Government’s tokenism will only end up causing more trouble while leaving out glaring violation of Muslim women’s rights.
The Narendra Modi government may hail the legislation on criminalising triple talaq as a victory for Muslim women, but the problem areas have been conveniently overlooked.
The problem with the triple talaq bill is that it seeks to provide a criminal law solution to a civil law issue of divorce. Uttering talaq thrice does not translate into divorce, as per the Supreme Court verdict. So in reality, the “offence” is desertion and leaving the wife as a destitute as law minister Ravi Shankar Prasad puts it.
Leaving the wife in a lurch is not an offence so far, but now it will be for only Muslim men. Muslim Women (Protection of Rights on Marriage) Bill, 2017 is nothing more than an eyewash because the bill serves no purpose other than providing a legal framework to target Muslim men.
While the government insists that criminalising marital rape or decriminalising adultery or allowing same-sex partnerships will break down the institution of marriage, Muslim marriages clearly don’t need protection.
An exception seems to have been made for Muslim marriages by prescribing a three-year jail term for men pronouncing instant triple talaq.
If you move past this huge discriminatory motive of the law, the question of how the offence can be proved still remains. The law places the burden of proving the offence on the wife. Apart from cases where instant triple talaq is pronounced over texts and emails, the rest will remain highly contested.
In most gender-protection laws, like rape laws in the IPC, dowry laws or the Domestic Violence Act, the onus is on the man to prove he did not commit the offence. Without substantial amendments to this effect, the triple talaq bill is unworkable.
A rather practical approach to the instant triple talaq issue is perhaps provided by Congress MP Husain Dalwai’s private member bill in 2016. It sought the abolition of instant triple talaq by laying down a procedure for both court divorces and outside-court divorces that allows both husband and wife enough time to reconsider.
But the government’s tokenism will only end up causing more trouble. While focusing on instant triple talaq, it is leaving out other glaring violations of women’s rights in nikah halala – which requires a divorced woman to marry another man, consummate the marriage and divorce him if she wants to remarry her previous husband. Conveniently, even the apex court did not pick up this issue while deciding on triple talaq.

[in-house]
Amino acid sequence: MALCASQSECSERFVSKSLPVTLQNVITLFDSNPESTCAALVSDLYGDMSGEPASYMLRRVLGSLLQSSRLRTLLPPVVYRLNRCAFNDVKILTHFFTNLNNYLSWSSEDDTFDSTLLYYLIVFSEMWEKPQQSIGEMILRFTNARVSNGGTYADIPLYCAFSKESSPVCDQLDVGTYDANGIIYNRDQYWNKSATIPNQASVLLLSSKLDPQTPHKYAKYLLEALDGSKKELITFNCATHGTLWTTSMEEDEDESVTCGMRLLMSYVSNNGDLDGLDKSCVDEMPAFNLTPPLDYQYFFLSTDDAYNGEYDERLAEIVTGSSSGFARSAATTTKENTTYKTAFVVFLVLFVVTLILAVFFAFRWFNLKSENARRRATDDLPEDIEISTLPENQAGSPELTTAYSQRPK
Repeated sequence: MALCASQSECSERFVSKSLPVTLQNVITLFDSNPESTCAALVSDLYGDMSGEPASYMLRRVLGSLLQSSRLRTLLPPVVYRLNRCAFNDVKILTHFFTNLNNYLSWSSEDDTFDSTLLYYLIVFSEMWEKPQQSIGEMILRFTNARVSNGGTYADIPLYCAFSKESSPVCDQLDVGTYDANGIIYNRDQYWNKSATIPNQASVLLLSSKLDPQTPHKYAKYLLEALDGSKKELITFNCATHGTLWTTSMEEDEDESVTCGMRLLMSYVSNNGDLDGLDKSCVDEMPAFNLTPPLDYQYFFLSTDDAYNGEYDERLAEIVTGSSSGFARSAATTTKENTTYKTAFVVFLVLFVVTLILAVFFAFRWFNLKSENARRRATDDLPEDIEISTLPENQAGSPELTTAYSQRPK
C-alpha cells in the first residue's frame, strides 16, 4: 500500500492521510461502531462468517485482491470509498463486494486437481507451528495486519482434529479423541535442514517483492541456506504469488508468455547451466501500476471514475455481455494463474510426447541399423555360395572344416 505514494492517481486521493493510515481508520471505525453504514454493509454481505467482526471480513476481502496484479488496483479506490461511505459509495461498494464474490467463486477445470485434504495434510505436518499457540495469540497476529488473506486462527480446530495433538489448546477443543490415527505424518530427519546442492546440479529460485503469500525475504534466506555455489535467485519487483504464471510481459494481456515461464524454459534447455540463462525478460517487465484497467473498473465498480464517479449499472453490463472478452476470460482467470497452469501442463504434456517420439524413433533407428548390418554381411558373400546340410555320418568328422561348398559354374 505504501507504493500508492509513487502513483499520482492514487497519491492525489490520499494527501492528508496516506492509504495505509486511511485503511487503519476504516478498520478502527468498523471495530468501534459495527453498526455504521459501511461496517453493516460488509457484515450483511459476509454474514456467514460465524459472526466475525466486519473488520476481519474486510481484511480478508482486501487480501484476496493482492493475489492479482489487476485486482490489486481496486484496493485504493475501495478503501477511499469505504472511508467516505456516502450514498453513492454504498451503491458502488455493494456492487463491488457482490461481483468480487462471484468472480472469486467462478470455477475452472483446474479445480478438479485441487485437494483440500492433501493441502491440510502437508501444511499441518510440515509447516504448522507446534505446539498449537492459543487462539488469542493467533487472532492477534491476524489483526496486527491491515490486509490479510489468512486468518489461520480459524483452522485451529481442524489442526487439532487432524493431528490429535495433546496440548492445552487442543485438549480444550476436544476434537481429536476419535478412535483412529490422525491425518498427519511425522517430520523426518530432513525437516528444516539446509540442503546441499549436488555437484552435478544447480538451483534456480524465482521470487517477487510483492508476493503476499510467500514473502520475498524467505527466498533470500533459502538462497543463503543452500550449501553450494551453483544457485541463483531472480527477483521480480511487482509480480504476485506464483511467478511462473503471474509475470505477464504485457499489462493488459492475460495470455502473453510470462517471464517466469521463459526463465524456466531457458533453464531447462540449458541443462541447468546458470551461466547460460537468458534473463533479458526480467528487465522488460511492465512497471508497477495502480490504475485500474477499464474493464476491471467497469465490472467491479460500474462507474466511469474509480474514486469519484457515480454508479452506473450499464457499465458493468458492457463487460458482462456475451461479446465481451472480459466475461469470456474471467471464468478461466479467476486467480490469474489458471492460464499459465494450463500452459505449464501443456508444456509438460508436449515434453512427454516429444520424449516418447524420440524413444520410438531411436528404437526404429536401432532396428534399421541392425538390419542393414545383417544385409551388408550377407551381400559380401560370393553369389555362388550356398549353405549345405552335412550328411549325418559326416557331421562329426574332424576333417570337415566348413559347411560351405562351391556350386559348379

It is dangerous to regulate civil aspects by bringing penal consequences. If the aim is to protect the interests of Muslim women, then attempt must be made towards securing maintenance and alimony for them instead of sending the man to jail.
Prasad asked the Congress why it spoke of securing maintenance and alimony to the aggrieved wife when that provision is not permitted in dowry laws or the Domestic Violence Act.
That is because those offences, which involve battery and physical harm, are inherently covered under criminal laws unlike pronouncing instant triple talaq wherein provisions to protect rights of the wife are not prioritised.
“Watered-down bill” for Rajya Sabha
Although the Congress, fearing the label of being a Muslim supporter only put up a feeble fight against the bill in Lok Sabha and eventually voted on it, it has made some noise in the Rajya Sabha.
The government seems to have provided two concessions to get the opposition on board – to make the offence ‘bailable’ instead of ‘non-bailable’ and to ensure that only the affected wife or her blood relations can complain against her husband.
The first concession is tricky since non-bailable doesn’t mean that the man will be entitled to bail rather it will be the judge’s discretion to grant one. The second concession, however, is significant because it avoids a situation where a grudging neighbour or a minority hater can simply file a case against a Muslim man.
Despite these changes, the triple talaq law will have a tougher test in the courts.